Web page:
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A Interpretation of [itex]\partial_\nu T^{\mu \nu}[/itex]

  1. May 24, 2016 #1
    I am working on Sean Carroll's problem 1.8.

    If [itex]\partial_\nu T^{\mu \nu}=Q^\mu[/itex], what physically does the spatial vector [itex]Q^i[/itex] represent? Use the dust energy momentum tensor to make your case.

    The dust energy momentum tensor is

    [tex]T^{\mu \nu}= \rho U^\mu U^\nu,[/tex]

    where [itex]U[/itex] is the four-velocity and [itex]\rho[/itex] the energy density in the rest frame.

    Trying to manipulate [itex]\partial_\nu \rho U^\mu U^\nu[/itex] directly didn't give me anything I could reasonably interpret. I then tried to look at [itex]U_\mu Q^\mu[/itex] following the example in the textbook to see if I could possibly factor the final expression into giving me an answer I could interpret. What I got was

    [tex]U_\mu \partial_\nu \rho U^\mu U^\nu=-U^\nu \partial_\nu \rho-\rho \partial_\nu U^\nu=U_\mu Q^\mu[/tex].

    I can't factor four-velocity out of the second term since it is inside the derivative, so I'm not too sure that I can simplify this into something that I can interpret for Q.

    I also tried to consider the part of this equation that was orthogonal to the four velocity. To do this, I multiplied the expression by the following projection vector:

    [tex]P^\sigma_\nu=\delta^\mu_\nu+U^\sigma U_\nu.[/tex]

    This gives

    [tex]P^\sigma_\mu Q^\mu = P^\sigma_\mu \partial_\nu (\rho U^\mu U^\nu),[/tex]

    [tex]P^\sigma_\mu \partial_\nu (\rho U^\mu U^\nu) =U^\nu \rho \partial_\nu U^\sigma, [/tex]

    [tex]P^\sigma_\mu Q^\mu =Q^\sigma + U^\sigma U_\mu Q^\mu,[/tex]

    [tex]U^\nu \rho \partial_\nu U^\sigma = Q^\sigma + U^\sigma U_\mu Q^\mu.[/tex]

    From here, if we plug in [itex] -U^\nu \partial_\nu \rho-\rho \partial_\nu U^\nu=U_\mu Q^\mu[/itex] into the final expression above, we get the original expression: [itex]\partial_\nu T^{\mu \nu}=Q^\mu[/itex]. This indicates that I have done all of the algebra correctly, however it doesn't help me interpret what the spatial part of Q is physically. Can anyone help me out on where to go from here?
    Last edited: May 24, 2016
  2. jcsd
  3. May 24, 2016 #2


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    really how did you end up [in your 2nd equation] with somethin with no free-index when you began with something with 1 free index?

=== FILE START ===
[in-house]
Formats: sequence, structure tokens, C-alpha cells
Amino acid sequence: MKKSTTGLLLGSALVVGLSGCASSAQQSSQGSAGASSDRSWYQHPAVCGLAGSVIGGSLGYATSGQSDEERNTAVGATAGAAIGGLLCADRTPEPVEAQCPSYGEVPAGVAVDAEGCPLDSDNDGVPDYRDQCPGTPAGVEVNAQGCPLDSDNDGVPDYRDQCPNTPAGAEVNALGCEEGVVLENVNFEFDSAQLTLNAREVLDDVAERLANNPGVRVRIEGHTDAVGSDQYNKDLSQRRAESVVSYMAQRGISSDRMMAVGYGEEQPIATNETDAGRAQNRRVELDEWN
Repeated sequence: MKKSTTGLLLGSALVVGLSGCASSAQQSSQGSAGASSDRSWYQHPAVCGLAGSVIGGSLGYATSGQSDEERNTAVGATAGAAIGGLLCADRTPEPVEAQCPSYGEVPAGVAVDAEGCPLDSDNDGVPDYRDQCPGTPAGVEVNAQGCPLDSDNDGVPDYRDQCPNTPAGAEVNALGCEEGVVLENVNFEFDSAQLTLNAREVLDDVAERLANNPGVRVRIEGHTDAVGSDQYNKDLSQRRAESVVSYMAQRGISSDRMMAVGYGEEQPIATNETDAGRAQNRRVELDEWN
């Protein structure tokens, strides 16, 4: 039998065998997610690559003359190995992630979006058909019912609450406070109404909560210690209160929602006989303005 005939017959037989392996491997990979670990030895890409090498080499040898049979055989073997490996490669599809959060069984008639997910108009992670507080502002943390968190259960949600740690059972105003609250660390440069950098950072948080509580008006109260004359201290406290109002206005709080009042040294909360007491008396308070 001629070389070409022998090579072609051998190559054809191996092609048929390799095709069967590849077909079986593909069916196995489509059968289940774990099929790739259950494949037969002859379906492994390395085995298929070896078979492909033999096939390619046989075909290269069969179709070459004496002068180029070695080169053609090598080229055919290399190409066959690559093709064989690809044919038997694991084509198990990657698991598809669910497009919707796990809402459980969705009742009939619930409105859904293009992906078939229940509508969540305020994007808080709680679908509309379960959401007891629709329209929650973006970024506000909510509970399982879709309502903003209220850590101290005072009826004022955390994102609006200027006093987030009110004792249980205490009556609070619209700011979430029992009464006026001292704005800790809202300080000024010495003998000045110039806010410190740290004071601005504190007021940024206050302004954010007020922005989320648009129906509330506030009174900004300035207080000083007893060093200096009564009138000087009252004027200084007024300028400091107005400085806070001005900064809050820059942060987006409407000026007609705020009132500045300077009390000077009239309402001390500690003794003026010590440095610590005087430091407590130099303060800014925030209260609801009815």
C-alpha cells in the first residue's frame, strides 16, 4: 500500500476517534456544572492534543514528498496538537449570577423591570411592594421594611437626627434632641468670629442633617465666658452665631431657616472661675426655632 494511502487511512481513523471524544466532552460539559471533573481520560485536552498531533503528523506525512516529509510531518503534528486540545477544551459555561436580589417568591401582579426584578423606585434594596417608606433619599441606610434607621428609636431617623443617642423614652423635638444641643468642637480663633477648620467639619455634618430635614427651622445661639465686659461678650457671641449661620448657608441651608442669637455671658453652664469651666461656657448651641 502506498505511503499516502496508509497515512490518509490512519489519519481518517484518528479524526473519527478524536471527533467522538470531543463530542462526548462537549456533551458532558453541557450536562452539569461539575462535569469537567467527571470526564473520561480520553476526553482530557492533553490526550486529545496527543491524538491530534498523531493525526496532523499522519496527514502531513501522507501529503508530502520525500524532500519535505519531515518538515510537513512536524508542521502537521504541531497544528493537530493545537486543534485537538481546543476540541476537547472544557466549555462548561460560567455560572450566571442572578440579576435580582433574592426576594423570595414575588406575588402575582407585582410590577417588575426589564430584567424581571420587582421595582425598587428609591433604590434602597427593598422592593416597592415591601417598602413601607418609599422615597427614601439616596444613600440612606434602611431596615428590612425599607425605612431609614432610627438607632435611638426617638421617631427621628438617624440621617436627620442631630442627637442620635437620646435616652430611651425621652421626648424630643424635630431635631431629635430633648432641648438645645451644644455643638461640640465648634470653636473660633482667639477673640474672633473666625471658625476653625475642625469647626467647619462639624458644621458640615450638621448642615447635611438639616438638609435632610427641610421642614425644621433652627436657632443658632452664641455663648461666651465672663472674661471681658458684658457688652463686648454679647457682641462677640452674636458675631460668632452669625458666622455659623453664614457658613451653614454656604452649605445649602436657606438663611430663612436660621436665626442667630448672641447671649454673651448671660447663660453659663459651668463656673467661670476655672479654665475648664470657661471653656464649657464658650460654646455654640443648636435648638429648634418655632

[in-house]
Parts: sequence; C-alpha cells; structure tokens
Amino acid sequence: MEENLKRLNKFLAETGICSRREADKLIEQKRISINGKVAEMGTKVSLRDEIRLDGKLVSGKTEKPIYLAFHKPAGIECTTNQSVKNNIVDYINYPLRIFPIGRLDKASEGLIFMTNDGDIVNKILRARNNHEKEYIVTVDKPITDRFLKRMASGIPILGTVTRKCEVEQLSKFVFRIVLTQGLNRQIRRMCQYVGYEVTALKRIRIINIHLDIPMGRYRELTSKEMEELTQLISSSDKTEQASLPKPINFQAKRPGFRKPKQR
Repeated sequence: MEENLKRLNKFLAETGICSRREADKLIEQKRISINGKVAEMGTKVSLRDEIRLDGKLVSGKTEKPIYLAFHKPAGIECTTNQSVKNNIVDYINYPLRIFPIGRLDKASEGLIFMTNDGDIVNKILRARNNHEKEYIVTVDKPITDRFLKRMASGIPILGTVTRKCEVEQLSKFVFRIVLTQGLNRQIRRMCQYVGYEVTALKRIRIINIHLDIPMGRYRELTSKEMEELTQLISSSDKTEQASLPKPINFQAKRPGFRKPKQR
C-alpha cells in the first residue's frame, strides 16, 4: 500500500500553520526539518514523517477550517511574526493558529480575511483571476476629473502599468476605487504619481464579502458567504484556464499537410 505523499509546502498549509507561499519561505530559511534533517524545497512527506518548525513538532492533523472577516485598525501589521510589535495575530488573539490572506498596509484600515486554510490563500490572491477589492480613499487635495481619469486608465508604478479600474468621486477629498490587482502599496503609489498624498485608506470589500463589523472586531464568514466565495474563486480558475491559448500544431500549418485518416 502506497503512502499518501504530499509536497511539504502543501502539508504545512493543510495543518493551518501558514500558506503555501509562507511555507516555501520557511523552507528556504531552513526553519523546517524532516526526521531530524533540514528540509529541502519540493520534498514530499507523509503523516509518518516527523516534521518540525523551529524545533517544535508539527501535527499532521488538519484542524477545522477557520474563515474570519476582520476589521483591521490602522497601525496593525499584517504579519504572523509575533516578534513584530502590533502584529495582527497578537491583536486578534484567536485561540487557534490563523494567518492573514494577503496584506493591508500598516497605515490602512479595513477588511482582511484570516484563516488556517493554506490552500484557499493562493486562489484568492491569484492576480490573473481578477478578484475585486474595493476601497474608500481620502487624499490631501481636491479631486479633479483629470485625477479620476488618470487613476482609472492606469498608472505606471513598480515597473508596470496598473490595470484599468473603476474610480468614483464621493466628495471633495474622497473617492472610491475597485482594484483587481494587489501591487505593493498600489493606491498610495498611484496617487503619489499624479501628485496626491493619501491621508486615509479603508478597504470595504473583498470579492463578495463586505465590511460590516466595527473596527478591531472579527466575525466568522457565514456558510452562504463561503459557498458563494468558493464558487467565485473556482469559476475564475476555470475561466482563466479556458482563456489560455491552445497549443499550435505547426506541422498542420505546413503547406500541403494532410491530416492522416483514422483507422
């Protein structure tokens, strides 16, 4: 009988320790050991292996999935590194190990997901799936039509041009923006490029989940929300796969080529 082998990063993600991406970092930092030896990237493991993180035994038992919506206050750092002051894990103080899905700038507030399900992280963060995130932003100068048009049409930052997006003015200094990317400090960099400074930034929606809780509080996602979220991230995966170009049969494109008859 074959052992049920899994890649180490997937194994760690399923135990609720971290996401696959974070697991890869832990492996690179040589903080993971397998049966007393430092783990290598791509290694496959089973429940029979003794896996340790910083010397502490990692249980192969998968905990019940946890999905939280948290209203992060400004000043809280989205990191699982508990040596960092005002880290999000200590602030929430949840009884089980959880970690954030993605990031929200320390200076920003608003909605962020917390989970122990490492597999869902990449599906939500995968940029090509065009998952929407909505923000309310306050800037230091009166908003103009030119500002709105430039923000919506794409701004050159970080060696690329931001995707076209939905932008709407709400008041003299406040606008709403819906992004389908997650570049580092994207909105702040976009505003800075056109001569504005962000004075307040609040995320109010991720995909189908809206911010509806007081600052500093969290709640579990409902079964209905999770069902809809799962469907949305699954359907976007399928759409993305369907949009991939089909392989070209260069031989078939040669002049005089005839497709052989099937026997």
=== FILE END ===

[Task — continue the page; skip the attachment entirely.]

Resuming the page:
4. May 24, 2016 #3
    Not sure what you mean when you say second equation. If it's the one I think you mean, it's because I'm projecting the equation along the four-velocity.
  5. May 24, 2016 #4

    George Jones

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    But that doesn't allow you to change the number of free indices in an equation.
  6. May 24, 2016 #5
    Ahh, I forgot to write a factor up there.
    Ahh, I forgot to write a factor up there. Is it better now?
  7. May 24, 2016 #6


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    Well, have you been introduced to what physically a energy-momentum tensor [itex]T^{\mu \nu}[/itex] stands for?
    Like what its components are...[I guess that's a better way to make use of the dust E-M tensor].
    If you get what the [itex]T[/itex] stands for, it's straightforward to get a physical interpretation of its derivative [which will give you something like a "continuity equation": a relation of the flow with time and space of the T quantitiy].
    In particular you want to look at:
    [itex]Q^i = \partial_\mu T^{\mu i}[/itex]
    So you'll only need to know what's [itex]T^{i0}[/itex] and [itex]T^{ij}[/itex].
    Last edited: May 24, 2016
  8. Jun 7, 2016 #7
    The problem is that I don't know how to isolate Q in my equations above when trying to look at the dust energy-momentum tensor.
  9. Jun 7, 2016 #8


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    what do you mean by isolate?
  10. Jun 7, 2016 #9


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    I mean you have:
    [itex] Q^i = \partial_\mu T^{\mu i}[/itex]
    [itex] Q^i = \partial_0 T^{0 i } + \partial_j T^{ji}[/itex]
    which is 3 equations:
    [itex] Q^1 = \partial_0 T^{0 1} + \partial_j T^{j1}[/itex]
    [itex] Q^2 = \partial_0 T^{0 2} + \partial_j T^{j2}[/itex]
    [itex] Q^3 = \partial_0 T^{0 3} + \partial_j T^{j3}[/itex]
    I gave you hints when I refered to a continuity equation... Qs are supposed to play the role of sources/sinks in the equation... the only thing you need to interpret then are the Energy-Momentum components [which you can obtain directly from the dust equation you gave]...as an example I tell you that the [itex]T^{01}= \rho U^1 U^0 = \gamma^2 \rho u^1 = \rho' u^1[/itex] is the flux of energy density along the 1-axis [pretty much proportional to the 1-momentum]. T[ij] can be a little more tricky at least if you haven't seen a stress tensor from your mechanics course (or in general the flux of a vector along the 3 directions which would be the gradF for the whole derivative quantity).
    Last edited: Jun 7, 2016
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